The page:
Active rehabilitation for chronic low back pain: Cognitive-behavioral, physical, or both? First direct post-treatment results from a randomized controlled trial [ISRCTN22714229]
1 Rehabilitation Centre Blixembosch, Eindhoven, and Netherlands School of Primary Care Research, University of Maastricht, The Netherlands
2 Department of Medical, Clinical and Experimental Psychology, University of Maastricht, The Netherlands
3 Department of Education & Research, Atrium Medical Centre, Heerlen, The Netherlands
4 Department of Methodology and Statistics, University of Maastricht, The Netherlands
5 Julius Centre for Health Sciences and Primary Care, University Medical Centre Utrecht, The Netherlands
6 Netherlands School of Primary Care Research, University of Maastricht, The Netherlands
Citation and License
BMC Musculoskeletal Disorders 2006, 7:5 doi:10.1186/1471-2474-7-5Published: 20 January 2006
The treatment of non-specific chronic low back pain is often based on three different models regarding the development and maintenance of pain and especially functional limitations: the deconditioning model, the cognitive behavioral model and the biopsychosocial model.
There is evidence that rehabilitation of patients with chronic low back pain is more effective than no treatment, but information is lacking about the differential effectiveness of different kinds of rehabilitation. A direct comparison of a physical, a cognitive-behavioral treatment and a combination of both has never been carried out so far.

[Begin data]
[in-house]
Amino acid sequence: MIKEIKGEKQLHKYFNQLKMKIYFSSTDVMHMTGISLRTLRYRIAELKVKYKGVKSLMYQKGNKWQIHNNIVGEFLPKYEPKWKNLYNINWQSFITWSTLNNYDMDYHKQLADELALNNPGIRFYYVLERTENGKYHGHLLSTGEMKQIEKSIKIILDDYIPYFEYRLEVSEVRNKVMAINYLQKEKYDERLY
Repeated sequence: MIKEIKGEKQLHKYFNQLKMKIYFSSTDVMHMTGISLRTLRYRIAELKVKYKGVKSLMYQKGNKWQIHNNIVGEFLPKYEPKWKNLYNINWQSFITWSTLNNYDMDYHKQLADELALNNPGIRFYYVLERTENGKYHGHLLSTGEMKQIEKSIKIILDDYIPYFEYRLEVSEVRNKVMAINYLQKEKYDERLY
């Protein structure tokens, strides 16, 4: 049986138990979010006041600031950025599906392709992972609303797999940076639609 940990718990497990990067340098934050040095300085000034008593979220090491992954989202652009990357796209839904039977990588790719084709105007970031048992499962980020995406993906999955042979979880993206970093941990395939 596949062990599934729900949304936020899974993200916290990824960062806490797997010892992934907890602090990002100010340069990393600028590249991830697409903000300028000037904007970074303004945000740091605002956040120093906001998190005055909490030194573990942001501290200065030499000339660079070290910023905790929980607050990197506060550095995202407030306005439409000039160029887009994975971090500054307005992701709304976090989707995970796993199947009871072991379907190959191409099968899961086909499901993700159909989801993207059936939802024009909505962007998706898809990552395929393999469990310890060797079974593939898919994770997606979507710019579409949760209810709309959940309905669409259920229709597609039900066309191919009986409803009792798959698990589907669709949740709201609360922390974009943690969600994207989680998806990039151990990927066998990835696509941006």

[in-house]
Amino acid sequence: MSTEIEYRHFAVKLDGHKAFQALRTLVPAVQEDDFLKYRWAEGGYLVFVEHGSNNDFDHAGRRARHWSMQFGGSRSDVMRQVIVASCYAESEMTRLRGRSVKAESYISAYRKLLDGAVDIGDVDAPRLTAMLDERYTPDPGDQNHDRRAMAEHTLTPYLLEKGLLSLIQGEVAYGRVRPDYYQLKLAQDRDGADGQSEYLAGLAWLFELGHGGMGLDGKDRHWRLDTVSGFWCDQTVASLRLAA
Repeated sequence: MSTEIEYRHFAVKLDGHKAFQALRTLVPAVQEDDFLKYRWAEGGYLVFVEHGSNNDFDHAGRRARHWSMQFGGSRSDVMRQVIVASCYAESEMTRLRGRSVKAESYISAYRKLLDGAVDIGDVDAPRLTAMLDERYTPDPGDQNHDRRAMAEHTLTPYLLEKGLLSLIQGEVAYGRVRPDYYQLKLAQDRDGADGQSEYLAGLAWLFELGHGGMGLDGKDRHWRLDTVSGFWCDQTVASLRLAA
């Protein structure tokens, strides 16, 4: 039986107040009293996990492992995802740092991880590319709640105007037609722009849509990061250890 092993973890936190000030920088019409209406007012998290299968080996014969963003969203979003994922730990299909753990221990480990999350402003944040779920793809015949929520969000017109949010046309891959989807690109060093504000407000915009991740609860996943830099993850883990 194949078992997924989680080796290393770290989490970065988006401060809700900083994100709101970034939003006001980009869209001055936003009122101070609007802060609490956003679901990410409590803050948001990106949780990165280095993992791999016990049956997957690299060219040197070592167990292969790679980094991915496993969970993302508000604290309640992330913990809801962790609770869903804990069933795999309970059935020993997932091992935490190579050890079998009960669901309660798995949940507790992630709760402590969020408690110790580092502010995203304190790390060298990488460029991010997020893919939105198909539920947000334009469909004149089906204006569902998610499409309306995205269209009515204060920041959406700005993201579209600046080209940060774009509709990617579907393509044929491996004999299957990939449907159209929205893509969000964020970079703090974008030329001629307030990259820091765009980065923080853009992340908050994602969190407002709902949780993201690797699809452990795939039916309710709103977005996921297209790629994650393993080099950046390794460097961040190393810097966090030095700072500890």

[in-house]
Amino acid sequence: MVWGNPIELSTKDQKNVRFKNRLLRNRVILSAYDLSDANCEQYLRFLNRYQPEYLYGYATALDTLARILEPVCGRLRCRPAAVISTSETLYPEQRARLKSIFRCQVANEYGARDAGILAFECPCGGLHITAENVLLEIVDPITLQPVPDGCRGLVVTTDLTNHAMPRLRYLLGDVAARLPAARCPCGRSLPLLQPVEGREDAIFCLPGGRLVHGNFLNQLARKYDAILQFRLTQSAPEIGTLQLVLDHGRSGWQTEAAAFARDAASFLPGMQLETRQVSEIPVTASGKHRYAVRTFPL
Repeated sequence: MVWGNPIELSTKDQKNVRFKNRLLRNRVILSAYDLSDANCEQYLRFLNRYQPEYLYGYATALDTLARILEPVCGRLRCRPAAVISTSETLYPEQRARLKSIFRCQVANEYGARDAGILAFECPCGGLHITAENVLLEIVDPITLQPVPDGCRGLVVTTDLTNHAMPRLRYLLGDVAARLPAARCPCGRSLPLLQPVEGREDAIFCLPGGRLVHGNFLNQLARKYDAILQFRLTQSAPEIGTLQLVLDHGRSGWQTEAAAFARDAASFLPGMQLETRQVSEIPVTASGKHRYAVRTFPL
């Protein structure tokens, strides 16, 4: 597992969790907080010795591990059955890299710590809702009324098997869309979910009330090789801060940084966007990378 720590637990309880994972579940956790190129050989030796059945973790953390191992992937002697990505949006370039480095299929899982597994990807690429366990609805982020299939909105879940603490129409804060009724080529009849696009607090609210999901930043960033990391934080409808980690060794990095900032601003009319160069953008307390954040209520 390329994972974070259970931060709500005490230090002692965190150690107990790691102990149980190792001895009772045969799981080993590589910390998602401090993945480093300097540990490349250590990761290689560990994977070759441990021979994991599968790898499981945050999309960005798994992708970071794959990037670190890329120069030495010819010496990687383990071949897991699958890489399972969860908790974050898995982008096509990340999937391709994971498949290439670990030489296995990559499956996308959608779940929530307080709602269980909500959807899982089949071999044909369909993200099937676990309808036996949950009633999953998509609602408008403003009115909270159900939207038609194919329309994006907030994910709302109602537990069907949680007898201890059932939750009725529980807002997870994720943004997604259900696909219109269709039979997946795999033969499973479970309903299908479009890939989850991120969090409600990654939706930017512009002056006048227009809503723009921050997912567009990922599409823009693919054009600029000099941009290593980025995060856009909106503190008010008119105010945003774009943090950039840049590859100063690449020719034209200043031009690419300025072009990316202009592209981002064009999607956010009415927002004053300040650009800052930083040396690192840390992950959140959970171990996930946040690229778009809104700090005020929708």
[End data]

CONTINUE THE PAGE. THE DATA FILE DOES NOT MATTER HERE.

The effectiveness of active physical, cognitive-behavioral and combined treatment for chronic non-specific low back pain compared with a waiting list control group was determined by performing a randomized controlled trial in three rehabilitation centers.
Two hundred and twenty three patients were randomized, using concealed block randomization to one of the following treatments, which they attended three times a week for 10 weeks: Active Physical Treatment (APT), Cognitive-Behavioral Treatment (CBT), Combined Treatment of APT and CBT (CT), or Waiting List (WL). The outcome variables were self-reported functional limitations, patient's main complaints, pain, mood, self-rated treatment effectiveness, treatment satisfaction and physical performance including walking, standing up, reaching forward, stair climbing and lifting. Assessments were carried out by blinded research assistants at baseline and immediately post-treatment. The data were analyzed using the intention-to-treat principle.
For 212 patients, data were available for analysis. After treatment, significant reductions were observed in functional limitations, patient's main complaints and pain intensity for all three active treatments compared to the WL. Also, the self-rated treatment effectiveness and satisfaction appeared to be higher in the three active treatments. Several physical performance tasks improved in APT and CT but not in CBT. No clinically relevant differences were found between the CT and APT, or between CT and CBT.
All three active treatments were effective in comparison to no treatment, but no clinically relevant differences between the combined and the single component treatments were found.